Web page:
THE HALF DECENT FOOTBALL MAGAZINE

Gary McAllister has been asked to come up with some ideas to revive Coventry on a zero budget. Neville Hadsley is impressed so far, but not quite won over

When Gary McAllister walked into the job of player-man­ager at Highfield Road, he came with plenty of baggage from his last stint with the Sky Blues – and acquired a few awkward bits of hand-luggage left be­hind by his immediate predecessors too. His time as a player had not been an unalloyed success: two med­i­ocre seasons (the rest of the team arguably as much at fault as he); another spent injured – no crime there, but hardly a plus point; and a final season in which, thanks bizarrely to a partnership with Carlton Palmer, he performed so brilliantly that he earned him­self a free transfer to Liverpool.

McAllister is a top class player, and everyone has the right to consider what’s best for their career. But the feeling that somehow we had not got real value for the squillions Big Ron had invested in him (both in the transfer fee and his wages) was difficult to lose. So when he came back, not only did McAllister have to con­tend with that, he also had to pick up the tab from every other player-manager we had ever had – most notably the risible Terry Butcher – and every great-player-but-not-a-great-manager we ever had, too. His two immediate predecessors, Gordon Strachan and Roland Nilsson, fell into that category.

Nevertheless his welcome from the supporters was warm. Many recognised that not only were we getting a superb player for nothing, but also a man of great foot­balling knowledge and integrity – a man who did the right thing and had shown total dedication throughout his career. These factors sat well on the logical part of the brain. The non-logical parts of mine were less generous. Not another dour Scot, I thought. Not another manager with no experience. Here we go again.

Football management is an astounding career. Ap­art perhaps from prime minister, there is no other profession like it. In what other career could you get the job with no experience whatsoever? Are bus drivers just told to start driving the No 36 on their first day? Do gas fitters just turn up at the door of their first customer and trust to luck? But in football, chairman seem to say: “Hey, you were a decent player, you seem a reasonable chap, you have the job.” And away we go. A club might do that once and learn. To do it twice with­out success and then try it a third time may strike some as folly.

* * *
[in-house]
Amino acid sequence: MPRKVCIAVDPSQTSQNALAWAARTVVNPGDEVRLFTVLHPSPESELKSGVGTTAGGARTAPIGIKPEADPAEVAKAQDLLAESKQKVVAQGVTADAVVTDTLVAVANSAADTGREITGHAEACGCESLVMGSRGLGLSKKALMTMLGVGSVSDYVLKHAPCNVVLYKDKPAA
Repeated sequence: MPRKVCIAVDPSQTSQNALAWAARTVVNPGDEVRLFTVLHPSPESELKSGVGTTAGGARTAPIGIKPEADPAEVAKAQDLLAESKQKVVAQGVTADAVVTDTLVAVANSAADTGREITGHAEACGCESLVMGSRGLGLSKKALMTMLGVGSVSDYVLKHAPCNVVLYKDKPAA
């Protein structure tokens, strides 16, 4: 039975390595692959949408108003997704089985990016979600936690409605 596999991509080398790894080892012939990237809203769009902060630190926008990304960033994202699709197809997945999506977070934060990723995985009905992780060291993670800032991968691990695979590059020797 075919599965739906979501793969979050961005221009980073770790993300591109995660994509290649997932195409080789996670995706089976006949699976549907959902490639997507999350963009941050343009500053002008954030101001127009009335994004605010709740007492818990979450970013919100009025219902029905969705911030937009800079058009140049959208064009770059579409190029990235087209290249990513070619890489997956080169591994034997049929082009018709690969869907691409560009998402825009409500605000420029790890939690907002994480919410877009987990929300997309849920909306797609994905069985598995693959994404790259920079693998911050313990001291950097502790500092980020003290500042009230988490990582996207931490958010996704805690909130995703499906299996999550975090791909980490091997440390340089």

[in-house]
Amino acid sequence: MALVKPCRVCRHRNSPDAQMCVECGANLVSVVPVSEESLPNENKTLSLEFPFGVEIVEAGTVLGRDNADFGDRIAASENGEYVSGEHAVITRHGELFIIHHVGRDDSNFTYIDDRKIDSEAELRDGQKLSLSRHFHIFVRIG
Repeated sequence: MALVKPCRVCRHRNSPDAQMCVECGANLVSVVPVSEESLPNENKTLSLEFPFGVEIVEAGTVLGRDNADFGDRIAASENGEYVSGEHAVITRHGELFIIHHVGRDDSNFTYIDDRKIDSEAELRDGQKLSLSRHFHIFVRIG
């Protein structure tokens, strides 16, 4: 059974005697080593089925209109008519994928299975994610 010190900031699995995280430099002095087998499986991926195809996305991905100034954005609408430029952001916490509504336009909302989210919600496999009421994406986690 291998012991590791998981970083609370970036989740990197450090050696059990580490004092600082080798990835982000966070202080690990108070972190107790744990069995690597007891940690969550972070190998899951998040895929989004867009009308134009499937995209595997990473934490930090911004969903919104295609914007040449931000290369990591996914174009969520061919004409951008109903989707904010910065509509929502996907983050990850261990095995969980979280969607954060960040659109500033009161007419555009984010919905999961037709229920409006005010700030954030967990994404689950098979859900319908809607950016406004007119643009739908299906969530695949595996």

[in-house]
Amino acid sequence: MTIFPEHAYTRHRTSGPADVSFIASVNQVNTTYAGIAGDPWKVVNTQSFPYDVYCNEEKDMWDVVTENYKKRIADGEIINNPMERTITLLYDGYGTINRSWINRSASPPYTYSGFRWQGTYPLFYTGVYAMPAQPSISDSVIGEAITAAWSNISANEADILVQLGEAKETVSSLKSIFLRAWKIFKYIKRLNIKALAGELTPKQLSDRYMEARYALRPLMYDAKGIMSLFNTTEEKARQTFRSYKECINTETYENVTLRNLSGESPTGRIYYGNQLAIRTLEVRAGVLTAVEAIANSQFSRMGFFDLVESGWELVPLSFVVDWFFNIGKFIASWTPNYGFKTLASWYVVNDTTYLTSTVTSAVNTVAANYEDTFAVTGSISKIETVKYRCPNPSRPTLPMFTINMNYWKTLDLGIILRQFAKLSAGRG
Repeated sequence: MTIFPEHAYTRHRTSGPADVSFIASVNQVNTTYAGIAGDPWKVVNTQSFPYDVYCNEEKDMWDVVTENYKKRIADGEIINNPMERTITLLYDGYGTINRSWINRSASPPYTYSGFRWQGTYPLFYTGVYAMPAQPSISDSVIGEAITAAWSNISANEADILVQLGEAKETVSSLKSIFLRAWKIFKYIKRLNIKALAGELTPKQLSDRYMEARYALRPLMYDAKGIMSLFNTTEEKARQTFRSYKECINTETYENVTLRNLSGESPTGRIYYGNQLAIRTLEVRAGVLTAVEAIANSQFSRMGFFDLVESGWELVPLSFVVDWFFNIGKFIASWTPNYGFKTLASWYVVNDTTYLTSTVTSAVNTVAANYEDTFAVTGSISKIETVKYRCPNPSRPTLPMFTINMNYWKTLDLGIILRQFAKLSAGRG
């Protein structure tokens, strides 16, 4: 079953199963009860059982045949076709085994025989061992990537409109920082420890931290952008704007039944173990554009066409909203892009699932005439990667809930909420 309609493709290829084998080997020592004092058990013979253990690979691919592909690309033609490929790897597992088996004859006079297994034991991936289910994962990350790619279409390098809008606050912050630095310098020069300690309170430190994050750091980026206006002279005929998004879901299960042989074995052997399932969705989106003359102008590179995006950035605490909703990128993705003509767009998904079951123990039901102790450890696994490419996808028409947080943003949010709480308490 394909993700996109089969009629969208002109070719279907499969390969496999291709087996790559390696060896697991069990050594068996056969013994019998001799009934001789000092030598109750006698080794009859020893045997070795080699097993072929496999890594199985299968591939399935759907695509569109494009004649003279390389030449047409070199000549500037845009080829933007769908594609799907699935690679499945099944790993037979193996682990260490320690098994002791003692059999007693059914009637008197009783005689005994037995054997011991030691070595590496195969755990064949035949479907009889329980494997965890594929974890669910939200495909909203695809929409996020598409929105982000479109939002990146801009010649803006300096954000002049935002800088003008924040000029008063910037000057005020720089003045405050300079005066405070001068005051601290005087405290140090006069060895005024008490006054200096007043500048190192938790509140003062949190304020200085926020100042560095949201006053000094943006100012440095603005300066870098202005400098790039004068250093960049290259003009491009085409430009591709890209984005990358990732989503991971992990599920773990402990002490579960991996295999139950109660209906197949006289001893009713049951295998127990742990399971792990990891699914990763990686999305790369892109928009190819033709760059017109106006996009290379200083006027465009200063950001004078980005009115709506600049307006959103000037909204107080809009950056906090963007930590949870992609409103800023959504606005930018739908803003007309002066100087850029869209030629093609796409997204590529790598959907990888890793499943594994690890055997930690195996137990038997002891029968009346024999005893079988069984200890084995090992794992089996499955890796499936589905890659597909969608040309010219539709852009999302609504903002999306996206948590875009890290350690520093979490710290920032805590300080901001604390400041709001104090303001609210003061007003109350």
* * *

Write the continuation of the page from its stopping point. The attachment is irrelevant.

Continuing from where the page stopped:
That opinion, I suspect, was not typical ­am­ong Sky Blues supporters when McAllister ar­rived. His footballing reputation and saintly glow made him a popular appointment. All prev­ious sins, like his going to Liverpool just when he was getting good, were forgiven and our sins, like boo­ing him that time at West Ham, were absolved too. McAllister’s magnanimity, like when he re­fused to celebrate after scoring for Liverpool against us, was presented as undeniable evidence that here was a de­cent chap. The trouble is, I thought Gordon Strachan was a de­cent chap. Still do.

McAllister promised a new regime and so far he has delivered. Slackers were out. Young, hungry talent was in. Players would get their chance, he said, and so far they have – England Under-19 defender Ca­lum Davenport and strikers Gary McSheffrey and Jay Bothroyd, for example. Unlike his predecessor but one, who clung to fail­ures like Linus clutching his sec­urity blanket, he has proved willing to wield the axe. All this in­creased his standing among the fans.

And the fact that someone of McAllister’s stature was even prepared to take on the job, given our precarious financial state, also impressed us. McAllister was told he would lose his big stars and had no money – not the usual “no money”, meaning a bit here and there, but the literal nil pounds and nil pence – to replace them. And he still took the job. That’s courage. But while McAllister has been a model professional boss and player so far, there is a distant, reserved aspect about him which keeps feel­ings be­tween himself and the supporters mutually warm rather than passionate.

Although there have been a few half-hearted attempts, the Coventry City fans are yet to break into a sustained chorus of “Gary Mc­Allister’s sky blue army”. If the relationship were a marriage, the word convenience would be not far off. McAllister knows that suc­cess here would put in the frame for top job – Liverpool, perhaps, or Leeds.

For our part, if nothing else, we have his ser­vices on the pitch. And if McAllister can just steer us clear of more trouble while the club pulls itself off the precipice, it would probably be enough to earn our eternal gratitude.

From WSC 189 November 2002. What was happening this month

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